On Saturday, representatives from 195 countries announced they had reached an accord that promises to be the most significant piece of international environmental legislation to date. It’s not perfect, but it’s a dramatic step towards confronting the threat of climate change. In an advent season that has been thus far defined by the politics of fear, this is what God’s in-breaking love looks like. This is what it looks like to confront real and pressing danger across difference. This is what it looks like when politicians devote their efforts towards reaching meaningful solutions, rather than assigning blame. I see hope in this agreement, made stronger by the diversity of its authorship.
We hear so many voices telling us otherwise; admonishing us to distrust those who look different, have different cultures, practice different faiths. We are told to be suspicious, to be on high alert—ever vigilant to avert the next tragedy. Bold, brash voices embrace fearful rhetoric, casting about for scapegoats to oppress so as to project strength. It is precisely because we live in fearful times that we need to trust, ever more strongly, in the hope of Christ. We must, in the face of fear, believe in the ability of love to cast out the creeping darkness.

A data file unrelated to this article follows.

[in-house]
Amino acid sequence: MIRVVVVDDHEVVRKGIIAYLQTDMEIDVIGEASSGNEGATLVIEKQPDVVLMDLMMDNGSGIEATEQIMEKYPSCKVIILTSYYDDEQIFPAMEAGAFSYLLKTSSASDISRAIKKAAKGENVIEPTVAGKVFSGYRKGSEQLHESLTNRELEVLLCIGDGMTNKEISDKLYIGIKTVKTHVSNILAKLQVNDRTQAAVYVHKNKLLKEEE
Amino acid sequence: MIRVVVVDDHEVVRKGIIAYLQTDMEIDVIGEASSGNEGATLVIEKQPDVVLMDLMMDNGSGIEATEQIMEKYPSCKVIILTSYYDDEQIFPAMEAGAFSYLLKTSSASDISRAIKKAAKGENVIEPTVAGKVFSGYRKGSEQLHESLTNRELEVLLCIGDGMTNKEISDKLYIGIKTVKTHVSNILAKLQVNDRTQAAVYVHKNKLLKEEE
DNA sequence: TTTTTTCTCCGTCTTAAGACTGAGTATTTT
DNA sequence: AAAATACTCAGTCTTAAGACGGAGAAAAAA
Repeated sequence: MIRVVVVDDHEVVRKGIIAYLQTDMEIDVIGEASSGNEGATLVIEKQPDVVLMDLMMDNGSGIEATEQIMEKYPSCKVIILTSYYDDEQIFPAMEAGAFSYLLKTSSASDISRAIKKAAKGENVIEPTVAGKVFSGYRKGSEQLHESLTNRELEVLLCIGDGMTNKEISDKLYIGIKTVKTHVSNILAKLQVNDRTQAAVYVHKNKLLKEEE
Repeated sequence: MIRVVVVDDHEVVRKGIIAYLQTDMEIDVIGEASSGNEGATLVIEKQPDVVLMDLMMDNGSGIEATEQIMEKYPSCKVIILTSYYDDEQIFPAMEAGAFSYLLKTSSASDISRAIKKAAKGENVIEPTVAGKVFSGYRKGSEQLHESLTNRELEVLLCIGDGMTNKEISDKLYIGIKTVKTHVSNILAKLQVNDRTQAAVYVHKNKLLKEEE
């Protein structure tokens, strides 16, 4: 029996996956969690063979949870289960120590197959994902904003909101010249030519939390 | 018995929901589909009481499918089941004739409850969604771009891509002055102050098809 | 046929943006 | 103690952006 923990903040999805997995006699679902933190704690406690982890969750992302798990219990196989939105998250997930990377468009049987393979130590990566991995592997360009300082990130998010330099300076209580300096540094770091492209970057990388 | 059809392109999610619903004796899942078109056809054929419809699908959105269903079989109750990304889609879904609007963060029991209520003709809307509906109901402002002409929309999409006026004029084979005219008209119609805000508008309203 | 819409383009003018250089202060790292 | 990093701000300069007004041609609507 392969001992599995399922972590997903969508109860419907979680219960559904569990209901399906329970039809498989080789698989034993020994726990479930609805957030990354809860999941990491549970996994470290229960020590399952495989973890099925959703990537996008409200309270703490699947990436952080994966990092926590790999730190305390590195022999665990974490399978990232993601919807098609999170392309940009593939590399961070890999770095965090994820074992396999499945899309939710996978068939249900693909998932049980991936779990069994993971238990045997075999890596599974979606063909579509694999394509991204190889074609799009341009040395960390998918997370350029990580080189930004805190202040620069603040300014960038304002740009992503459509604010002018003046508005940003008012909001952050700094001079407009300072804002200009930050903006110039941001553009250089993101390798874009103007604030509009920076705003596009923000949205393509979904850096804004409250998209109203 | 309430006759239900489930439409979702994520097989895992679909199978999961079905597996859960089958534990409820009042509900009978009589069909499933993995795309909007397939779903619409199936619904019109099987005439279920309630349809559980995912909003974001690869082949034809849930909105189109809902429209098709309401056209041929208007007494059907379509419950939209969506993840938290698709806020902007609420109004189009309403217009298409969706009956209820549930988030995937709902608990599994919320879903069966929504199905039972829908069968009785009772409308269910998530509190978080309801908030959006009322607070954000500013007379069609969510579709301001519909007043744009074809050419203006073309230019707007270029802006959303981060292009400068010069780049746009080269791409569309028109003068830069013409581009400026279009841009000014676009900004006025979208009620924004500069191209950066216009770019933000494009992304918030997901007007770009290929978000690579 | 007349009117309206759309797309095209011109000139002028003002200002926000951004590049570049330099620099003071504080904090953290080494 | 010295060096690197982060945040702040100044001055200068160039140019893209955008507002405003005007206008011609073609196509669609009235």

So, instead of looking to those who exploit tragedy to advance an agenda of hate, let us look to an accord of love, signed in the city of love—still reeling from calamity. This accord professes love for God’s creation, and an understanding of our global interconnectedness. The problems that face our global community are grave; no country’s unilateral action can adequately address them. However, if we reject the seductive call of those who sow discord, we see the love of God ever-ready to transform our scarred and troubled world.
This advent, I wait on a love that will trump hate. I wait for our country to stand up, declaring in one voice: we will not be bullied into prejudice and discrimination. I wait, emboldened by those whose actions proclaim courageous love and convicted that we are stronger than those who seek to divide us. Jesus was born a refugee in uncertain times. I pray and watch for his presence in our uncertain times, acting on behalf of the marginalized and the oppressed.
Ben Perry is an Assistant Editor at Time, Inc., a graduate of Union Theological Seminary in NYC and a member of Bedford Presbyterian Church.